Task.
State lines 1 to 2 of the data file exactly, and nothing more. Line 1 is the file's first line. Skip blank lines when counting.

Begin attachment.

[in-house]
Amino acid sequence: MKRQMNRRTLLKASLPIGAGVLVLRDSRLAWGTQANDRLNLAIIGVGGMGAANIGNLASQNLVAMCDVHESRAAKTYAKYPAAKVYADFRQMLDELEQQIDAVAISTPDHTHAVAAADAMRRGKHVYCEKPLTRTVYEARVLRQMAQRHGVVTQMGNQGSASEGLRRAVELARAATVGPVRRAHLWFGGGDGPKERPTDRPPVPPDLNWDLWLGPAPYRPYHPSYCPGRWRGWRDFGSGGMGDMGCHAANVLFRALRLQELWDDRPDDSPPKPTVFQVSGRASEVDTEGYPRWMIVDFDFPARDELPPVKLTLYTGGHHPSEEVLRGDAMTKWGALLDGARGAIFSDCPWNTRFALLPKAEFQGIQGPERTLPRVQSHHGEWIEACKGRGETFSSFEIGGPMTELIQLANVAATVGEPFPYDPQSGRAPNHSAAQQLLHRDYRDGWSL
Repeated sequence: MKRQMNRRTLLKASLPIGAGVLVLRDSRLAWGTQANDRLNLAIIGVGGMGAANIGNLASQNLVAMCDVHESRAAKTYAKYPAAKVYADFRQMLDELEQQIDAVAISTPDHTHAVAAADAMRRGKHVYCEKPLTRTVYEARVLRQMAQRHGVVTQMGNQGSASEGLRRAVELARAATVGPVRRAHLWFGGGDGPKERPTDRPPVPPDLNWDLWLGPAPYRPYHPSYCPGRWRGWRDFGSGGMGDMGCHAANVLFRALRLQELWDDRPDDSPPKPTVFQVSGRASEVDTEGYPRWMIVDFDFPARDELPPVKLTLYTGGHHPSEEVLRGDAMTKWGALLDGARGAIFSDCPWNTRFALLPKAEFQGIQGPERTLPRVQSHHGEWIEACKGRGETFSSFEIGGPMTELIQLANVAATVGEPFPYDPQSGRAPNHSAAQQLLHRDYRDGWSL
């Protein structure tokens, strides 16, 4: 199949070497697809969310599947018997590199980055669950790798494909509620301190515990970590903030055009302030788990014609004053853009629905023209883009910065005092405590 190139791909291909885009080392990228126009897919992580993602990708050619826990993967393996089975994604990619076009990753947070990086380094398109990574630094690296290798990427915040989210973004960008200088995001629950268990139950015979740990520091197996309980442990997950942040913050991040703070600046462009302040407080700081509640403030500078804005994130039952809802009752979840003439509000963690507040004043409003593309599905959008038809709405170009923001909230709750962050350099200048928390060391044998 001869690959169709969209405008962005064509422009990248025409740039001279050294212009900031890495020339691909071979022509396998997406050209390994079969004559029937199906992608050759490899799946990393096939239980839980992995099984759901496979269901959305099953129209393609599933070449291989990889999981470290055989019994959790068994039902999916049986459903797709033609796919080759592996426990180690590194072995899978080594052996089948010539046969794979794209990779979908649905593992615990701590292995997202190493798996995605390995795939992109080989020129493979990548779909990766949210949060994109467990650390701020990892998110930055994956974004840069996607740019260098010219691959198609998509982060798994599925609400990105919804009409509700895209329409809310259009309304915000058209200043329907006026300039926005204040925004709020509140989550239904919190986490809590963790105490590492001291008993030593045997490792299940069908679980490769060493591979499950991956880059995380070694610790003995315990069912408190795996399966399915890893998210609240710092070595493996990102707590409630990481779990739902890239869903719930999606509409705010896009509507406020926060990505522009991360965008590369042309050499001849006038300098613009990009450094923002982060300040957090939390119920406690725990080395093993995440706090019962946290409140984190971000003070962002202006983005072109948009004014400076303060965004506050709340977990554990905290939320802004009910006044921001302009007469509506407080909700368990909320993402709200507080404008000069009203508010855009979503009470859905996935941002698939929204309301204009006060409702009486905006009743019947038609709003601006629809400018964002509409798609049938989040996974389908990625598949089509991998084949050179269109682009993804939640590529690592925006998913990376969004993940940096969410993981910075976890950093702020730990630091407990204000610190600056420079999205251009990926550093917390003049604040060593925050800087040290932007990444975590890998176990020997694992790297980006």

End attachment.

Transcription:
[in-house]
Amino acid sequence: MKRQMNRRTLLKASLPIGAGVLVLRDSRLAWGTQANDRLNLAIIGVGGMGAANIGNLASQNLVAMCDVHESRAAKTYAKYPAAKVYADFRQMLDELEQQIDAVAISTPDHTHAVAAADAMRRGKHVYCEKPLTRTVYEARVLRQMAQRHGVVTQMGNQGSASEGLRRAVELARAATVGPVRRAHLWFGGGDGPKERPTDRPPVPPDLNWDLWLGPAPYRPYHPSYCPGRWRGWRDFGSGGMGDMGCHAANVLFRALRLQELWDDRPDDSPPKPTVFQVSGRASEVDTEGYPRWMIVDFDFPARDELPPVKLTLYTGGHHPSEEVLRGDAMTKWGALLDGARGAIFSDCPWNTRFALLPKAEFQGIQGPERTLPRVQSHHGEWIEACKGRGETFSSFEIGGPMTELIQLANVAATVGEPFPYDPQSGRAPNHSAAQQLLHRDYRDGWSL